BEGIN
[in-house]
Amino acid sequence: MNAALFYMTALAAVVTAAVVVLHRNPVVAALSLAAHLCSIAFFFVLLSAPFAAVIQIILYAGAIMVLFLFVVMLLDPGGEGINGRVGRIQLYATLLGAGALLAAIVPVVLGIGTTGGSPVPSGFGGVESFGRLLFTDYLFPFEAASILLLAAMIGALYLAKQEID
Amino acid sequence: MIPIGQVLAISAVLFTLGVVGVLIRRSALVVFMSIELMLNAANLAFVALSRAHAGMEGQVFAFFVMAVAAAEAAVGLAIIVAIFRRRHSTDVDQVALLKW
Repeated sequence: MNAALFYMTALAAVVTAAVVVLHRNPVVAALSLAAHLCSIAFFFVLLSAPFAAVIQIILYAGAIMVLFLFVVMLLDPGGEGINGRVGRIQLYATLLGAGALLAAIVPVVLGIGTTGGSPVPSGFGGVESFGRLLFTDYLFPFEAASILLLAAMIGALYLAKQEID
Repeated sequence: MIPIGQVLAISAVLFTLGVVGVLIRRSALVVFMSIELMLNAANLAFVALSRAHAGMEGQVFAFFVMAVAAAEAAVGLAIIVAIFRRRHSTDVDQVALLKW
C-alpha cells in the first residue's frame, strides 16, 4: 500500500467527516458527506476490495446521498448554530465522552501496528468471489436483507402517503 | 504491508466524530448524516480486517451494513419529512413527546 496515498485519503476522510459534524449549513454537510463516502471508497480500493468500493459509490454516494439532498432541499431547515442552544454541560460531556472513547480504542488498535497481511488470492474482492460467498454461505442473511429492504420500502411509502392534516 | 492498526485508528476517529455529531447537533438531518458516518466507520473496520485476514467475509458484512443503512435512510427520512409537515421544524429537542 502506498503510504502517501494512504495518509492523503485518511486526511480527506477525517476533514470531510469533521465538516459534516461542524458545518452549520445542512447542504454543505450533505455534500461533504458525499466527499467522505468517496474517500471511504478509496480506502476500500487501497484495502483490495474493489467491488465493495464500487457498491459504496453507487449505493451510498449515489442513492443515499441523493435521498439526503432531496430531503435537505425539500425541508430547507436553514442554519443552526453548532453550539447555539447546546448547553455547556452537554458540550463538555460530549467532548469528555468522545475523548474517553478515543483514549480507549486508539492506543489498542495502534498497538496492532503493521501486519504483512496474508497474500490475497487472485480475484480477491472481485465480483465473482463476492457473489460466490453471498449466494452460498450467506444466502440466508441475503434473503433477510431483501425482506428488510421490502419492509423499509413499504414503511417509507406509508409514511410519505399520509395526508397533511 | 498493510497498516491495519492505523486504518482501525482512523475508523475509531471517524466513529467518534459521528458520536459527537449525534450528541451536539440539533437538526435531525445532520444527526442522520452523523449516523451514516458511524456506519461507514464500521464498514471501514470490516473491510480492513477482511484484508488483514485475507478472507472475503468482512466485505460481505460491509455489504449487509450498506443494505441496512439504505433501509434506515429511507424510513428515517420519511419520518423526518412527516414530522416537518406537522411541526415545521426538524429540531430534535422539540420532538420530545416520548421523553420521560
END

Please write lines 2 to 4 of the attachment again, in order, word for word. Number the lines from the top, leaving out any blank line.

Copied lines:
Amino acid sequence: MNAALFYMTALAAVVTAAVVVLHRNPVVAALSLAAHLCSIAFFFVLLSAPFAAVIQIILYAGAIMVLFLFVVMLLDPGGEGINGRVGRIQLYATLLGAGALLAAIVPVVLGIGTTGGSPVPSGFGGVESFGRLLFTDYLFPFEAASILLLAAMIGALYLAKQEID
Amino acid sequence: MIPIGQVLAISAVLFTLGVVGVLIRRSALVVFMSIELMLNAANLAFVALSRAHAGMEGQVFAFFVMAVAAAEAAVGLAIIVAIFRRRHSTDVDQVALLKW
Repeated sequence: MNAALFYMTALAAVVTAAVVVLHRNPVVAALSLAAHLCSIAFFFVLLSAPFAAVIQIILYAGAIMVLFLFVVMLLDPGGEGINGRVGRIQLYATLLGAGALLAAIVPVVLGIGTTGGSPVPSGFGGVESFGRLLFTDYLFPFEAASILLLAAMIGALYLAKQEID